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NATURE AND CAUSES
WEALTH OF NATIONS.
to the forest to hunt; when his coat is worn out, he clothes himself with the skin of the first large animal he kills; and when his hut begins to go to ruin, he repairs it, as well as he can, with the trees and the turf that are nearest it.
But when the division of labour has once been thoroughly introduced, the produce of a man's own labour can supply but a very small part of his occasional wants. The far greater part of them are sup
plied by the produce of other men's labour, which
As the accumulation of stock must, in the nature
proportion only as stock is previously more and more accumulated. The quantity of materials which the same number of people can work up, increases in a great proportion as labour comes to be more and more subdivided; and as the operations of each workman are gradually reduced to a greater degree of simplicity, a variety of new machines come to be invented for facilitating and abridging those operations. As the division of labour advances, therefore, in order to give constant employment to an equal number of workmen, an equal stock of provi
INTRODUCTION. sions, and a greater stock of materials and tools than what would have been necessary in a ruder state of things, must be accumulated before-hand. But the number of workmen in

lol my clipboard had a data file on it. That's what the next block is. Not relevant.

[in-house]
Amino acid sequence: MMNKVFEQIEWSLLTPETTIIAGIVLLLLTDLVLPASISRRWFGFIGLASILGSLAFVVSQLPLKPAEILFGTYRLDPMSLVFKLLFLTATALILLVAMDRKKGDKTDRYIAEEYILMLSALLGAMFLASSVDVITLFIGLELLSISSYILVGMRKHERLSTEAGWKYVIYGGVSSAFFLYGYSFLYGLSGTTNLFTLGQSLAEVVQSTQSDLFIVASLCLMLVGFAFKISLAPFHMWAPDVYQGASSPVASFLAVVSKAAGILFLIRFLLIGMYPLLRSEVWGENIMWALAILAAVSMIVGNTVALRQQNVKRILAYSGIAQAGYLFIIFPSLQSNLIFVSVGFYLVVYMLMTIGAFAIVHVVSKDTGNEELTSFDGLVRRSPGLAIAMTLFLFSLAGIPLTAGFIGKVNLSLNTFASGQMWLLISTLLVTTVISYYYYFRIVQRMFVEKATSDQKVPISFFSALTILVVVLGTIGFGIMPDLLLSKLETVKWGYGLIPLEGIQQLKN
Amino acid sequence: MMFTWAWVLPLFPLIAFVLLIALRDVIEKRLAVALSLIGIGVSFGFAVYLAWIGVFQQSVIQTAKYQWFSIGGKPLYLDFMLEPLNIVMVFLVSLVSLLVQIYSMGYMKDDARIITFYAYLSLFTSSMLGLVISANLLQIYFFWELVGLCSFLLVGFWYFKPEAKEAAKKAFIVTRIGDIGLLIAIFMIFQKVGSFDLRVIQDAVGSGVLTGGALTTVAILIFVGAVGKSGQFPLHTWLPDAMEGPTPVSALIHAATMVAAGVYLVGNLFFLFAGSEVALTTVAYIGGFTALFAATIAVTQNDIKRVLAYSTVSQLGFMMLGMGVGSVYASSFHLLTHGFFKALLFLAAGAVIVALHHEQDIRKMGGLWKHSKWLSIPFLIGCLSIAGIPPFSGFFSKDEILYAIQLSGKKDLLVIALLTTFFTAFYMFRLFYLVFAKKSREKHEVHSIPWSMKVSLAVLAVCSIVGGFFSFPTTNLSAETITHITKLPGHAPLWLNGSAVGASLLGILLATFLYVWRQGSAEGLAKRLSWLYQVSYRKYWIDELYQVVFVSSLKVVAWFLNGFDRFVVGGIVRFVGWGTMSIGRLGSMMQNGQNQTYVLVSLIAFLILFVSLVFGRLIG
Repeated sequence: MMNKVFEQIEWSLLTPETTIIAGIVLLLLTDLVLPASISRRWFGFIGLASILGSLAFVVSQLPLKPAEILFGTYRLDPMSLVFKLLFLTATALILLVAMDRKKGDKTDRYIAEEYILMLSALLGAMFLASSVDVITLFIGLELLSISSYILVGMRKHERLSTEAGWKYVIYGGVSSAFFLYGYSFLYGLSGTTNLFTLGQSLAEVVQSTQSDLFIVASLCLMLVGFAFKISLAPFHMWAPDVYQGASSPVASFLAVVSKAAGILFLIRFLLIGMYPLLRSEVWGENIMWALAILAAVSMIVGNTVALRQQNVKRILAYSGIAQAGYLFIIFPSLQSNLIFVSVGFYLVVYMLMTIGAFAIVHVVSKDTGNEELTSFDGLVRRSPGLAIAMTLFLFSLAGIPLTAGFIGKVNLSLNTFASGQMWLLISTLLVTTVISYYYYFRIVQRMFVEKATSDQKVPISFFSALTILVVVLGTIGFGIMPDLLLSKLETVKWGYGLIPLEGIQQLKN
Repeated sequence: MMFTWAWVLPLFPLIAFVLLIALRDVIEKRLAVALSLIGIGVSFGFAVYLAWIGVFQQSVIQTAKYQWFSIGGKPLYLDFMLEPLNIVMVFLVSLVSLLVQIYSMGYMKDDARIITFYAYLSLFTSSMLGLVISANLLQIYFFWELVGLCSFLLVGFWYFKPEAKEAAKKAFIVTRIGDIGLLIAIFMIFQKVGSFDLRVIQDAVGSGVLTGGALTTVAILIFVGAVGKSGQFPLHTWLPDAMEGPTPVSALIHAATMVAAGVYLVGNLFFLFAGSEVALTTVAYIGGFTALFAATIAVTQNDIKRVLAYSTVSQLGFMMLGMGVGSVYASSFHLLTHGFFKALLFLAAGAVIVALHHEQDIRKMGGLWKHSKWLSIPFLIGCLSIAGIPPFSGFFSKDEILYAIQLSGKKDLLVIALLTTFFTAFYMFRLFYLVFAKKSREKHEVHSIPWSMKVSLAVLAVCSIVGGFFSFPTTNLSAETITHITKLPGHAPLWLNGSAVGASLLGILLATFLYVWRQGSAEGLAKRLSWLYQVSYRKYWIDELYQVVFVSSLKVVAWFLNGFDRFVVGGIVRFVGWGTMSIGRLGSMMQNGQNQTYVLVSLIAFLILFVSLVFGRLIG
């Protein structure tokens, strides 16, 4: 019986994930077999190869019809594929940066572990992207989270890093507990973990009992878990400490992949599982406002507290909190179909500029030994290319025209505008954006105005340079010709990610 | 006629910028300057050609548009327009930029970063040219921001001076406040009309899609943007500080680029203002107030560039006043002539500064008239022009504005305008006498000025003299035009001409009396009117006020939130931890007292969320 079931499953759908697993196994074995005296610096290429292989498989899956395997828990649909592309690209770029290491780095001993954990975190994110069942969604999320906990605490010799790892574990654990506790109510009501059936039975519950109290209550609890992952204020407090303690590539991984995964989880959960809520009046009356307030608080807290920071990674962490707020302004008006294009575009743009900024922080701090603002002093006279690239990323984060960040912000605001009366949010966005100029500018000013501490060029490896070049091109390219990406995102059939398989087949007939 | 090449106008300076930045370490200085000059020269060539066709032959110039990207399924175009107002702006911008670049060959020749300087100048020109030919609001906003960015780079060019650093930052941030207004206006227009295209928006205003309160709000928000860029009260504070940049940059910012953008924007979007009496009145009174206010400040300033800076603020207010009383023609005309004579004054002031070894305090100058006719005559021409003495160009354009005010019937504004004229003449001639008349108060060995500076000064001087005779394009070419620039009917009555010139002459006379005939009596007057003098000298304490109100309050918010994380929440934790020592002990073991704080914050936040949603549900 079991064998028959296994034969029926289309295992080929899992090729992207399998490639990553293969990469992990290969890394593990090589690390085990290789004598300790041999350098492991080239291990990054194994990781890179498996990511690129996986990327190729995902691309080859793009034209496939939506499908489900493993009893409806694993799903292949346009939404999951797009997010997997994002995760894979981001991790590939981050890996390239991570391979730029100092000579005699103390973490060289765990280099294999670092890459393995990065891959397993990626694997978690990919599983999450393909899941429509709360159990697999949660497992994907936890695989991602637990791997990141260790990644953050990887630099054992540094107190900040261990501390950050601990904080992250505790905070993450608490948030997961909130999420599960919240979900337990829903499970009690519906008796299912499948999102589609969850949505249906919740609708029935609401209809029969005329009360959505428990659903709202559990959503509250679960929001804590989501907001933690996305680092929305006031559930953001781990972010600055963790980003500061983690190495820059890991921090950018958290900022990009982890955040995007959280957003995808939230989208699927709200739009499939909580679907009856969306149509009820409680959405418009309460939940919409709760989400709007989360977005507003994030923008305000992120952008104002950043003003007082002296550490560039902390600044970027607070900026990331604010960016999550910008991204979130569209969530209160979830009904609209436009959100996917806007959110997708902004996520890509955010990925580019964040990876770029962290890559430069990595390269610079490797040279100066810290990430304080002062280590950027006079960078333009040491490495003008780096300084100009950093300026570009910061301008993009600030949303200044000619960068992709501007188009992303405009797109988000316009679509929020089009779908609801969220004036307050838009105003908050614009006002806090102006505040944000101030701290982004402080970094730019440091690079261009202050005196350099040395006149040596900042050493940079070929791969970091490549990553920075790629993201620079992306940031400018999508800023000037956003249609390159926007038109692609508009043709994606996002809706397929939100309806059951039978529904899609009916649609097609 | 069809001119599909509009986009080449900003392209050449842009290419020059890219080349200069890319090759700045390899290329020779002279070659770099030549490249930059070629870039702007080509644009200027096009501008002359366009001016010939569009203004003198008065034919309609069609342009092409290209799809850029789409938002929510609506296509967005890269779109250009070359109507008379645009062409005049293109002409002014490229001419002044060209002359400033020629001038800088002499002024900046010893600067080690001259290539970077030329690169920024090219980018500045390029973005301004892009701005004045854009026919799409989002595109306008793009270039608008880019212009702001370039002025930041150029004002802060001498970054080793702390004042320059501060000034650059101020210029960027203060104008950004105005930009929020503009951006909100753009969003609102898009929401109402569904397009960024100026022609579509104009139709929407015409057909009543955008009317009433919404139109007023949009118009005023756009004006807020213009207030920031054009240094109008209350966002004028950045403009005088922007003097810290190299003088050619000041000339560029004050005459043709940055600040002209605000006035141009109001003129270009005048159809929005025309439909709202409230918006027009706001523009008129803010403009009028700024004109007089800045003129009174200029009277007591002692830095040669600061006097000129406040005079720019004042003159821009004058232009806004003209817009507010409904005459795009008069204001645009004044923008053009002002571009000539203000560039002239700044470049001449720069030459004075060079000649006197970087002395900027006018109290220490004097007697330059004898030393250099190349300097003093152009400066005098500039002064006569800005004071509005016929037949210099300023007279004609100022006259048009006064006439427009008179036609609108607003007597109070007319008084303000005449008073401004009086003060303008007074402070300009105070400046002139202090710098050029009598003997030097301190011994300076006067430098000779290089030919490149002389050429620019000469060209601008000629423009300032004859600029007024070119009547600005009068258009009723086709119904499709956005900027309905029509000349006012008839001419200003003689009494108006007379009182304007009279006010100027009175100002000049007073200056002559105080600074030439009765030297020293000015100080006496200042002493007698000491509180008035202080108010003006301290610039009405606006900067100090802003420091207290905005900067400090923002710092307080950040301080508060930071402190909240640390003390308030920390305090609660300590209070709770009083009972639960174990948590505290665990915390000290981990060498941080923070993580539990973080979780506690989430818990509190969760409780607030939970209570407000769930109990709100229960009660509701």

branch of business generally increases with the division of labour in that branch; or rather it is the increase of their number which enables them to class and subdivide them. selves in this manner.
As the accumulation of stock is previously neces. sary for carrying on this great improvement in the productive powers of labour, so that accumulation naturally leads to this improvement. The person who employs his stock in maintaining labour, necessarily wishes to employ it in such a manner as to produce as great a quantity of work as possible. He endea. vours, therefore, both to make among his workmen the most proper distribution of employment, and to furnish them with the best machines which he can either invent or afford to purchase. His abilities, in both these respects, aregenerally in proportion to the extent of his stock, or to the number of people whom it can employ. The quantity of industry, therefore, not only increases in every country with the increase of the stock which employs it, but, in consequence of that increase, the same quantity of industry produces a much greater quantity of work.
Such are in general the effects of the increase of stock upon industry and its productive powers.
In the following book I have endeavoured to explain the nature of stock, the effects of its accumulation into capitals of different kinds, and the effects of the different employments of those capitals. This book is divided into five chapters. In the first chapter I have endeavoured to shew what are the differ